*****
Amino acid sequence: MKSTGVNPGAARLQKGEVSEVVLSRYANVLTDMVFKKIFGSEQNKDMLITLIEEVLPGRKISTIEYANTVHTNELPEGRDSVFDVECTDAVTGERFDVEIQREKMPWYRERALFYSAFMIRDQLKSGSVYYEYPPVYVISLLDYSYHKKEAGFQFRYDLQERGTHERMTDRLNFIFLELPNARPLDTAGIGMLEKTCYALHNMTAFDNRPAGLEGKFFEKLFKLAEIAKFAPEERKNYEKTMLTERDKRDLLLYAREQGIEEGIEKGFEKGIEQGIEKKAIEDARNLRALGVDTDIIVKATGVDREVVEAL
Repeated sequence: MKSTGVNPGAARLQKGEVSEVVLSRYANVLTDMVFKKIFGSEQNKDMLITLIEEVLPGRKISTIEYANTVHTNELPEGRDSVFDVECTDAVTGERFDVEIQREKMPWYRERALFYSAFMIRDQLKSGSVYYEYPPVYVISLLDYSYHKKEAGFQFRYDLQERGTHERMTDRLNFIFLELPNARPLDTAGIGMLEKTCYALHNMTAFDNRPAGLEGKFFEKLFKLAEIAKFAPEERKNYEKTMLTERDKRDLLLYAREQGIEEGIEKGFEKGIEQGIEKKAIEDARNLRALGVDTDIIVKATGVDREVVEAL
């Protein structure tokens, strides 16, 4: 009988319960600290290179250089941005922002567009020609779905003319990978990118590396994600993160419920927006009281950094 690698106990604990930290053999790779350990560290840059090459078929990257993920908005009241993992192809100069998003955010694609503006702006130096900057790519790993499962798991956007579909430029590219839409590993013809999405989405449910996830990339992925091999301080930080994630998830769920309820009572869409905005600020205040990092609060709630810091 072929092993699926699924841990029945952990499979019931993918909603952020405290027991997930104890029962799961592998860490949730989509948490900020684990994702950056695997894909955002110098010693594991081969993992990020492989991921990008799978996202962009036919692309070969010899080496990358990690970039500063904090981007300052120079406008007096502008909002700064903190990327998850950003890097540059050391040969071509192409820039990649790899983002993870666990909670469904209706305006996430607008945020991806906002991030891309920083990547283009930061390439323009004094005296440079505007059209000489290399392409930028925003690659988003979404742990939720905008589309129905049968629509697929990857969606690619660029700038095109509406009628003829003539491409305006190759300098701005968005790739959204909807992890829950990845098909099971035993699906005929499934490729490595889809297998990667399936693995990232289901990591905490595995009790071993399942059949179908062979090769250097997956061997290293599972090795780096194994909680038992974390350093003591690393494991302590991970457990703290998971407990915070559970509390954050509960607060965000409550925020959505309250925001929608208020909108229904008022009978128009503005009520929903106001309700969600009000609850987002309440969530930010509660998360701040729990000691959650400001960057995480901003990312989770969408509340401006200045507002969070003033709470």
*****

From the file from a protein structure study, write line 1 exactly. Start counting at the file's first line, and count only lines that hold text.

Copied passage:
Amino acid sequence: MKSTGVNPGAARLQKGEVSEVVLSRYANVLTDMVFKKIFGSEQNKDMLITLIEEVLPGRKISTIEYANTVHTNELPEGRDSVFDVECTDAVTGERFDVEIQREKMPWYRERALFYSAFMIRDQLKSGSVYYEYPPVYVISLLDYSYHKKEAGFQFRYDLQERGTHERMTDRLNFIFLELPNARPLDTAGIGMLEKTCYALHNMTAFDNRPAGLEGKFFEKLFKLAEIAKFAPEERKNYEKTMLTERDKRDLLLYAREQGIEEGIEKGFEKGIEQGIEKKAIEDARNLRALGVDTDIIVKATGVDREVVEAL